Dodgers’ and Giants’ Offseason Moves Show How The West Can Be Won
Ali-Frazier, Ness-Capone, Bugs Bunny and Elmer Fudd make up just some of the best known rivalries of all time. When it comes to baseball, some argue that the Yankees-Red Sox rivalry is the biggest in the game. If that’s true, then the long standing fierce competition between the Dodgers and the Giants, which has its roots in the late nineteenth century, can’t be too far behind. It has transcended time and geography. To take a page from the movie “Jerry Maguire”, these two teams complete each other, and when the Dodgers left Brooklyn for Los Angeles after the 1957 season, they knew they had to convince their arch rival Giants to join them on the West coast. Just like Batman and the Joker, the Giants and Dodgers “hate” each other, but they also need and feed off of each other at the same time.
Although they’ve won the NL Division title for three straight seasons, the Dodgers have been unable to extend their winning ways into the postseason, and without any World Championships to show for their regular season success, they parted ways with manager Don Mattingly after the 2015 season.
The Giants may have not won as many recent division titles as the Dodgers, but they’ve been busy winning World Championships in every even numbered year since 2010, (that’s three titles in the past six years), and in case you haven’t noticed, 2016 is an even numbered year.
Dodgers’ Offseason Moves
[caption id="attachment_103134" align="alignright" width="540"] Johnny Cueto signed a long term deal with the Giants, and wants to forget about his regular season struggles while pitching for the Royals. Photo Credit: sports rageous[/caption]
The Dodgers lost one of the best pitchers in baseball when Zack Greinke signed a long-term deal with the division rival Arizona Diamondbacks, and finding his replacement will be nearly impossible. Brett Anderson, who won 10 games for the Dodgers last season, accepted their one year $15.8 million qualifying offer. Although the lefty starter had a rather high HR/FB rate last season, Anderson’s a groundball pitcher who benefited from the Dodgers’ major league leading defense. Anderson has been injury prone and should only be considered as a back end addition to your Fantasy rotation, or a pitcher to keep on your bench for insurance purposes. The Dodgers also hope that LHP Hyun-Jin Ryu, who underwent shoulder surgery on his left labrum last May, will be ready for the start of the season and quickly return to the form that saw him post a 28-15 won-loss record, with a 3.17 ERA and 1.19 WHIP in his two seasons as the Dodgers’ number three pitcher. They also have RHP Brandon McCarthy waiting in the wings as he continues to recover from Tommy John surgery. He could be back in the Dodgers’ rotation by mid-season.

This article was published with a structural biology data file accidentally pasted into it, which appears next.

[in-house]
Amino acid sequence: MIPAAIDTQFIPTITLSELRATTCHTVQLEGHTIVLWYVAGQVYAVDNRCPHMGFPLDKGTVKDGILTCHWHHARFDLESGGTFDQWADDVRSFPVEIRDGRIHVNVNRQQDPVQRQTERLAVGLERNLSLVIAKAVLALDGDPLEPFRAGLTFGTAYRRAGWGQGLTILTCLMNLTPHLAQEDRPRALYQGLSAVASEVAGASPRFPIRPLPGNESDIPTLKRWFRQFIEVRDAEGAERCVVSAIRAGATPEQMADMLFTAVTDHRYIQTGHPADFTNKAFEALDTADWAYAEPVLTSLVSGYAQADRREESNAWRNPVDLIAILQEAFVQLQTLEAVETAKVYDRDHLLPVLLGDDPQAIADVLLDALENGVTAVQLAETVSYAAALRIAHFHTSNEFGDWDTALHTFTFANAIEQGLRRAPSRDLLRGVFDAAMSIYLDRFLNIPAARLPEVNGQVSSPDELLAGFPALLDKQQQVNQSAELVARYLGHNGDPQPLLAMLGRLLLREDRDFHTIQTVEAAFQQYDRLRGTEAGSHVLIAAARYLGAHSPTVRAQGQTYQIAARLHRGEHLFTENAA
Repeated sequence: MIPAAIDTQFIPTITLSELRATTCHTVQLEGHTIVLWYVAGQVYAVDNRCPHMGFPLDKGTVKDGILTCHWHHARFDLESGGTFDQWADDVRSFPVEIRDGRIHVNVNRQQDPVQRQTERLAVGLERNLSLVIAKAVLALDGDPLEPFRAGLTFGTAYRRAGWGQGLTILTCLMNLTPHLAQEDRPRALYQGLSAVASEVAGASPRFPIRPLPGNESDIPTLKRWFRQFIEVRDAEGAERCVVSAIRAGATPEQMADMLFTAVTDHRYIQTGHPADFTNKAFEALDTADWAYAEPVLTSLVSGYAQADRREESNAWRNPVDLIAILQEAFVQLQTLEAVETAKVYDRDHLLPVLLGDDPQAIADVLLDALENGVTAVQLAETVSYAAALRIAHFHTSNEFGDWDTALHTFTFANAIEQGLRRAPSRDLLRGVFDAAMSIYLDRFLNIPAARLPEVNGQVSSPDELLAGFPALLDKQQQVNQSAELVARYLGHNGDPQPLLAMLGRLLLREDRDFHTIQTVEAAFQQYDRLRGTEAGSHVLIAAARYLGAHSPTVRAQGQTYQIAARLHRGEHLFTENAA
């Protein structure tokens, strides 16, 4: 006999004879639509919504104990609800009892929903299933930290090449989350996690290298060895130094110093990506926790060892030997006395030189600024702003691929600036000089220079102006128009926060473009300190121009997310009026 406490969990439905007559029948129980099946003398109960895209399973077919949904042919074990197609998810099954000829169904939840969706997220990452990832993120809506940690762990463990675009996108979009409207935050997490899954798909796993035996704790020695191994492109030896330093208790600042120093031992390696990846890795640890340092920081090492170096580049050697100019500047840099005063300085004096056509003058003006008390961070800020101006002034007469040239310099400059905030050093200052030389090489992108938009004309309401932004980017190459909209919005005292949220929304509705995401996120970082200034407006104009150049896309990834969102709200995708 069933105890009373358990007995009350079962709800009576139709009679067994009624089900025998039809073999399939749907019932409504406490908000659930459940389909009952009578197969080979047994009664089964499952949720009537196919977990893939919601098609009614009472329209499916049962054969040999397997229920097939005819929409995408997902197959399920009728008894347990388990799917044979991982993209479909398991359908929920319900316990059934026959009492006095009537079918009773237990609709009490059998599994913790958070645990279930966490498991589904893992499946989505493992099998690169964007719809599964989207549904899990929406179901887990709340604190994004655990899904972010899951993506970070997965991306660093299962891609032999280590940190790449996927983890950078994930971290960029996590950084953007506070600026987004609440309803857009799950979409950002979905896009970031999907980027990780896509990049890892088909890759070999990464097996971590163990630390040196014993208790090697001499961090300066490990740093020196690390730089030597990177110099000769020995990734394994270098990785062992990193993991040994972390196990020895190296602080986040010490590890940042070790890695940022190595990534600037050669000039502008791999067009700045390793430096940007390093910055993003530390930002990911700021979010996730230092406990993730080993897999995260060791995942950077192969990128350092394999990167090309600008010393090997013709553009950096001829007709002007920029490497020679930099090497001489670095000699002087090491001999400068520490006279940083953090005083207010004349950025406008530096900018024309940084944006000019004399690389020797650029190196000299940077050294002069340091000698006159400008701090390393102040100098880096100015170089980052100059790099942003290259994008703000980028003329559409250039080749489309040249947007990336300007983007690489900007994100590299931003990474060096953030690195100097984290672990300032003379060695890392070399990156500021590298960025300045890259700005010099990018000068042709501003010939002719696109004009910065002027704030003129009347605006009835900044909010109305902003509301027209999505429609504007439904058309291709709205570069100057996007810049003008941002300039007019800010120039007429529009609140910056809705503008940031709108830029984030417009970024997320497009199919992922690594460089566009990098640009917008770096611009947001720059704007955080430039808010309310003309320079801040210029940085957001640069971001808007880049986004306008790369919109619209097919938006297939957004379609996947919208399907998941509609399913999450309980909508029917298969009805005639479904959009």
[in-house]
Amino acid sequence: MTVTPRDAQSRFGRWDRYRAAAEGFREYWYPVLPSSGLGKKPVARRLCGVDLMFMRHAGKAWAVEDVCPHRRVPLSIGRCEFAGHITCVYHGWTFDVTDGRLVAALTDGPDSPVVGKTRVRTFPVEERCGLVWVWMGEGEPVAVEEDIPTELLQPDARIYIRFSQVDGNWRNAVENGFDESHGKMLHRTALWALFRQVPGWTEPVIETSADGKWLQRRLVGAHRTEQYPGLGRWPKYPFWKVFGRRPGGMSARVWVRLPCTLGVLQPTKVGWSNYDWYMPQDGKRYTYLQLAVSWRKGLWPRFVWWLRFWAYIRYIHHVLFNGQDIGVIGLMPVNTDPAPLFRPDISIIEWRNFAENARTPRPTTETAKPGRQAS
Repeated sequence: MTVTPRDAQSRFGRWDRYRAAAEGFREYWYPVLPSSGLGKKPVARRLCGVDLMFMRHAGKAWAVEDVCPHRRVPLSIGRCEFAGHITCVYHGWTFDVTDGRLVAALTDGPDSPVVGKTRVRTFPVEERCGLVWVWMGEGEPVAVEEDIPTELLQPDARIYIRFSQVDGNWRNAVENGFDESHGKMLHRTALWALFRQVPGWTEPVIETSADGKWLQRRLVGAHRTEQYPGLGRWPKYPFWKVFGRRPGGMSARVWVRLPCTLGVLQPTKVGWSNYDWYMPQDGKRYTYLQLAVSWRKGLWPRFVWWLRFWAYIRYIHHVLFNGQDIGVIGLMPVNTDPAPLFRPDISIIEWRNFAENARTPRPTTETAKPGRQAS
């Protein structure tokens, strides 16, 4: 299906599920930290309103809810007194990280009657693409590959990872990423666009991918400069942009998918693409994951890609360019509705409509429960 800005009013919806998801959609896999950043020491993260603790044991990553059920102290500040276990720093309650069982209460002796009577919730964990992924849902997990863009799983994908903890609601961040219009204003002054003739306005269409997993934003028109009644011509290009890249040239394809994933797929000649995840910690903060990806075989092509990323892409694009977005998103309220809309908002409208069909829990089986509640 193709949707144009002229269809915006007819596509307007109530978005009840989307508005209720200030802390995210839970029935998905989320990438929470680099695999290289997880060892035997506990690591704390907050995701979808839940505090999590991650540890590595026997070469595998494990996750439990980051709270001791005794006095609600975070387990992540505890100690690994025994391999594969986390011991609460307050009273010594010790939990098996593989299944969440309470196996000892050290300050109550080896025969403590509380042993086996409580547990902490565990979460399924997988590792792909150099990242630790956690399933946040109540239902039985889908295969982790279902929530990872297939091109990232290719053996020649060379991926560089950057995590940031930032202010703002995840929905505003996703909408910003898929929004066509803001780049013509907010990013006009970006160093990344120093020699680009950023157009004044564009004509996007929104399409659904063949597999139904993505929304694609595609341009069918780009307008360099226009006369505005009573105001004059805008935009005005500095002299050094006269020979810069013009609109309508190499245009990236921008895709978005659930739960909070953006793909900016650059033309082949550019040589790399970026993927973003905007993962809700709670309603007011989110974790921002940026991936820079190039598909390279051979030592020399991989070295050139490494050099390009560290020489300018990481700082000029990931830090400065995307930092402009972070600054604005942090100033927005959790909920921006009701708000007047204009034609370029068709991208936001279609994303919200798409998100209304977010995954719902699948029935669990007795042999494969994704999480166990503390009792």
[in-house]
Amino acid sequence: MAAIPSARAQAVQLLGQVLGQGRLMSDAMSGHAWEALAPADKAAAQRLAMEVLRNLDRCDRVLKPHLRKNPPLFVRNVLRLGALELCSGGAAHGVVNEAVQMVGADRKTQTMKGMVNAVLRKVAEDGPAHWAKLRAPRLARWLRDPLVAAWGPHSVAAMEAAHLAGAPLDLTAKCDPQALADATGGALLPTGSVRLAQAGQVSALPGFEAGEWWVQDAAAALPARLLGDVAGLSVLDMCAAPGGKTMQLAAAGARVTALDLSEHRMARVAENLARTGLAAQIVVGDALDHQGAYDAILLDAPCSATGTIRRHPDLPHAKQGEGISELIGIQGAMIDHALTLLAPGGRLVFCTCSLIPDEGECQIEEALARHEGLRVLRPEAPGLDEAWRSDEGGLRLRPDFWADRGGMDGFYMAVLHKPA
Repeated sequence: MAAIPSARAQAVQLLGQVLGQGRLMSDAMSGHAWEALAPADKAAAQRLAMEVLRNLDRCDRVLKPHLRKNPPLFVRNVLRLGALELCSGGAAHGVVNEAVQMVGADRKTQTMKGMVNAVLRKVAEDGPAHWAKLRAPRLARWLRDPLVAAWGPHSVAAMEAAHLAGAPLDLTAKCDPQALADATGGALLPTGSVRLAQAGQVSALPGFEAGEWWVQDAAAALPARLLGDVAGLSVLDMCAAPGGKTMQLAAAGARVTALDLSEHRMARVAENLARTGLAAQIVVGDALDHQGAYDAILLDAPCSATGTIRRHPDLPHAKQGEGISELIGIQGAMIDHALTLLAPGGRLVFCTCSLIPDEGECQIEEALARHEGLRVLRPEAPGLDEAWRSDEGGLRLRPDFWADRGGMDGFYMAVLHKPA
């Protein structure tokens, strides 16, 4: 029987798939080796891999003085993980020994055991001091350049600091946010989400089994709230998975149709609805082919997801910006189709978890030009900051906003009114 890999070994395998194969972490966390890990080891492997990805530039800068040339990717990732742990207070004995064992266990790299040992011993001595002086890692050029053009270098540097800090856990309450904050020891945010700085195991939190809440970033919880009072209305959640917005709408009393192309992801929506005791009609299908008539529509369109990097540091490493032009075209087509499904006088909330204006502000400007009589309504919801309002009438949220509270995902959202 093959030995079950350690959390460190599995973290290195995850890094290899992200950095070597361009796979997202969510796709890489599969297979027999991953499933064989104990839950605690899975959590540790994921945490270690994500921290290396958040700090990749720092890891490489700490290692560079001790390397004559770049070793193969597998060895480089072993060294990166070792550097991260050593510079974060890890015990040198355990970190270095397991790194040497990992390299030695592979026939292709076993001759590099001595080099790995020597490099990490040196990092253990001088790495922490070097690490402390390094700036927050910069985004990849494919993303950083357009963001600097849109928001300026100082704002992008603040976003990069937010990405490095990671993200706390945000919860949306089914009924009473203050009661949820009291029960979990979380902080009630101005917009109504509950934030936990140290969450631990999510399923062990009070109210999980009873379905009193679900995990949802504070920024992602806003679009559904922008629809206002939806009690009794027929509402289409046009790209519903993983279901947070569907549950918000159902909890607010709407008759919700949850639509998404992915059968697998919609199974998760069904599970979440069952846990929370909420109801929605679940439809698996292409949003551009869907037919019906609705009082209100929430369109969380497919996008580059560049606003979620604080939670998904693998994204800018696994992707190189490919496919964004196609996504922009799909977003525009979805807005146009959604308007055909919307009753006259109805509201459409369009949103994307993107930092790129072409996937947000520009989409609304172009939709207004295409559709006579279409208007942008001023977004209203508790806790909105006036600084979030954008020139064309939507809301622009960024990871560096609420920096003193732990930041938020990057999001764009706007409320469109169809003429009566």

The Dodgers lost their 2015 opening day double play combination of SS Jimmy Rollins and 2B Howie Kendrick to free agency, however, there’s plenty of buzz about rookie SS Corey Seager. The power hitting shortstop batted .337 in 98 major league ABs last season and on average, is being drafted in the fifth round of typical 12-team NFBC preseason Fantasy Baseball leagues.
Injuries limited Yasiel Puig to just 79 games last season and the Dodgers hope that he will return to the form that saw him bat .305 over the first two seasons of his major league career. Puig’s ADP has plummeted, and on average is the 25th outfielder taken in NFBC drafts this preseason.
Here’s a look at the Fantasy outlooks for some of the Dodgers’ most notable offseason additions.
Scott Kazmir, SP
The Dodgers signed LHP Scott Kazmir, who split the 2015 season between the A’s and the Astros, to a three-year $48 million contract. Kazmir has seen his ups and downs, and the former All-Star and league leader in strikeouts actually spent the 2012 season pitching in independent leagues. He worked his way back into baseball in 2013, and eventually won 15 games for the A’s in 2014. Kazmir pitched to a 2.38 ERA in 18 starts for the A’s last season, but his ERA jumped to 4.17 once he was traded and had to make his home starts in homer-friendly Minute Maid Park. Although his fastball can still reach the low to mid 90s, since his resurrection in 2013, Kazmir has pitched like an ace at times, but he has also lacked consistency. Kazmir should benefit from making half his starts in pitcher-friendly Dodger Stadium, but if you do decide to draft him, be prepared to put him on the trading block just before the All-Star break. Over the past two seasons, Kazmir has pitched to a 2.43 first half ERA, but in the second half his ERA climbed to 4.61 during that same two year period.
Kenta Maeda, SP
The Dodgers signed Japanese RHP Kenta Maeda to a three-year incentive laden $25 million contract. There is always concern when a Japanese pitcher, who pitches every six or seven days, makes the move to the major leagues and has to adjust to pitching every fifth day, however Maeda’s career numbers in Japan are outstanding. Although he is slight of build (6’ 154 pounds) Maeda throws a fastball that registers in the 90 to 93 MPH range, but his out pitch is his slider. He also mixes in a changeup and tosses the occasional curveball for good measure. With a strikeout rate of 7.4 K/9 and a walk rate of 1.9 walks per nine innings in more than 1500 innings pitched in his Japanese career, Maeda shouldn’t put too many runners on base. He is projected as the Dodgers’ number three starter. Watch his progress this spring as he adjusts to the feel of an American baseball and the Major League strike zone.
Micah Johnson, 2B